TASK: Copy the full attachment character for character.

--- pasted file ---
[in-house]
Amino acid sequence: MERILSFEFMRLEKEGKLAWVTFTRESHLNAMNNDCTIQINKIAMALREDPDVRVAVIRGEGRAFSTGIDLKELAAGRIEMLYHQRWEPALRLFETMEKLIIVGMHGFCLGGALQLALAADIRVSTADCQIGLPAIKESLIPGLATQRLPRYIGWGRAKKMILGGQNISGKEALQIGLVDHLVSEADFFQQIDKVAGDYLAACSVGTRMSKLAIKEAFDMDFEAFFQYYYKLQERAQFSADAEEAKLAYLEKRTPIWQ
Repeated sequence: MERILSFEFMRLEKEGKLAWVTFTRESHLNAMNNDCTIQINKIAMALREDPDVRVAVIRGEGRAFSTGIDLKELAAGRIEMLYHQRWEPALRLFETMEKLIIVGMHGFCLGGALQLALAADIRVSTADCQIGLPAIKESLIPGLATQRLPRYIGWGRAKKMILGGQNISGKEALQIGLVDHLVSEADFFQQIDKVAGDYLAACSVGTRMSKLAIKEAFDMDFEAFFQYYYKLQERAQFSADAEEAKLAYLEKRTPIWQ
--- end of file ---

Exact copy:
[in-house]
Amino acid sequence: MERILSFEFMRLEKEGKLAWVTFTRESHLNAMNNDCTIQINKIAMALREDPDVRVAVIRGEGRAFSTGIDLKELAAGRIEMLYHQRWEPALRLFETMEKLIIVGMHGFCLGGALQLALAADIRVSTADCQIGLPAIKESLIPGLATQRLPRYIGWGRAKKMILGGQNISGKEALQIGLVDHLVSEADFFQQIDKVAGDYLAACSVGTRMSKLAIKEAFDMDFEAFFQYYYKLQERAQFSADAEEAKLAYLEKRTPIWQ
Repeated sequence: MERILSFEFMRLEKEGKLAWVTFTRESHLNAMNNDCTIQINKIAMALREDPDVRVAVIRGEGRAFSTGIDLKELAAGRIEMLYHQRWEPALRLFETMEKLIIVGMHGFCLGGALQLALAADIRVSTADCQIGLPAIKESLIPGLATQRLPRYIGWGRAKKMILGGQNISGKEALQIGLVDHLVSEADFFQQIDKVAGDYLAACSVGTRMSKLAIKEAFDMDFEAFFQYYYKLQERAQFSADAEEAKLAYLEKRTPIWQ